Main Page

Previous Page
Next Page

[Page 635 (continued)]

12.2. Base Classes and Derived Classes

Often, an object of one class is an object of another class, as well. For example, in geometry, a rectangle is a quadrilateral (as are squares, parallelograms and trapezoids). Thus, in C++, class Rectangle can be said to inherit from class Quadrilateral. In this context, class Quadrilateral is a base class, and class Rectangle is a derived class. A rectangle is a specific type of quadrilateral, but it is incorrect to claim that a quadrilateral is a rectanglethe quadrilateral could be a parallelogram or some other shape. Figure 12.1 lists several simple examples of base classes and derived classes.

[Page 636]

Figure 12.1. Inheritance examples.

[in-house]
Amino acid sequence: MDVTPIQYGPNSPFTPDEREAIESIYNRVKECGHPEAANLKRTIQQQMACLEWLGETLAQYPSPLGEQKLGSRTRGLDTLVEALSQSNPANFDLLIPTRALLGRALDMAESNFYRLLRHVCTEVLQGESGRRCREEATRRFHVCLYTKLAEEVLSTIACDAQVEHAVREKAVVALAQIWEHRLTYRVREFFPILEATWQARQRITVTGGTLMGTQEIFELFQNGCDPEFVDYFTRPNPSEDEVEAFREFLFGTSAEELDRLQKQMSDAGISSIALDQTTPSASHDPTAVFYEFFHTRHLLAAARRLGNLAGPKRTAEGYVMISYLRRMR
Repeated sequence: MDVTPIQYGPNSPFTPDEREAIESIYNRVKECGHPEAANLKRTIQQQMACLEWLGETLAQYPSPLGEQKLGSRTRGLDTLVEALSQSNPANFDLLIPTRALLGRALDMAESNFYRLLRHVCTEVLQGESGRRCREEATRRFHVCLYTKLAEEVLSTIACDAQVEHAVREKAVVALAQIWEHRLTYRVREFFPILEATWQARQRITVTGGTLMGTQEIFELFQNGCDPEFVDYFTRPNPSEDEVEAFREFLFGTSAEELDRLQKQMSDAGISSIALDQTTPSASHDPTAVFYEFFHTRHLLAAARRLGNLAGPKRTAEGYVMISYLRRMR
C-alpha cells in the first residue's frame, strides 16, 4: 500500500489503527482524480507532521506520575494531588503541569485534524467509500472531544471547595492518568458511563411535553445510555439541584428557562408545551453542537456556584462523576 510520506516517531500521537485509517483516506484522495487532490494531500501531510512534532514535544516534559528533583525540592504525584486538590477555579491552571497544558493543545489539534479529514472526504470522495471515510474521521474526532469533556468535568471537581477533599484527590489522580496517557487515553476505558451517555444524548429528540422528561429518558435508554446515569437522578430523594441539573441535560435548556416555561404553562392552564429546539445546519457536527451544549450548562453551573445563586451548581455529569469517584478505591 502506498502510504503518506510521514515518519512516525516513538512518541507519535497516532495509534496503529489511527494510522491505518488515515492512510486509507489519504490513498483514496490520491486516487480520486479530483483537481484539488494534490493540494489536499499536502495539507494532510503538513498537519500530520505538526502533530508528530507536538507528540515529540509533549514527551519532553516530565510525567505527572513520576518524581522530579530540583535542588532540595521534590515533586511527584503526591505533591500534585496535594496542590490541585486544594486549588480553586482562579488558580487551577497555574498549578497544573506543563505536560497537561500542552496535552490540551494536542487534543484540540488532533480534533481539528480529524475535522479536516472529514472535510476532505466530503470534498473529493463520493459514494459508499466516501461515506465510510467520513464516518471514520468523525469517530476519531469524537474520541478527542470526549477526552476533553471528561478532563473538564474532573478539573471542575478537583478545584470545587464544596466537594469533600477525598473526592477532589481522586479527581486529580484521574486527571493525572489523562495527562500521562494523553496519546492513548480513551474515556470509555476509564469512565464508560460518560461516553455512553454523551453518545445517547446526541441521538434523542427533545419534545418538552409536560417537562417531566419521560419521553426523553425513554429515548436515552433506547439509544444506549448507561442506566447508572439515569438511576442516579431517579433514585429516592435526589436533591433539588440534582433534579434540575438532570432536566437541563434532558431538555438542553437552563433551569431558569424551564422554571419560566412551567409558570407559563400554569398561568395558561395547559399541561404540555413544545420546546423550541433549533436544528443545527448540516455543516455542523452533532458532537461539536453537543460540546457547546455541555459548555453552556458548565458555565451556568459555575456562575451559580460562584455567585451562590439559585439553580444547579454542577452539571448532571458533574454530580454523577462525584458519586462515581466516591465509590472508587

Base class

Derived classes


GraduateStudent, UndergraduateStudent


Circle, Triangle, Rectangle, Sphere, Cube


CarLoan, HomeImprovementLoan, MortgageLoan


Faculty, Staff


CheckingAccount, SavingsAccount

Because every derived-class object is an object of its base class, and one base class can have many derived classes, the set of objects represented by a base class typically is larger than the set of objects represented by any of its derived classes. For example, the base class Vehicle represents all vehicles, including cars, trucks, boats, airplanes, bicycles and so on. By contrast, derived class Car represents a smaller, more specific subset of all vehicles.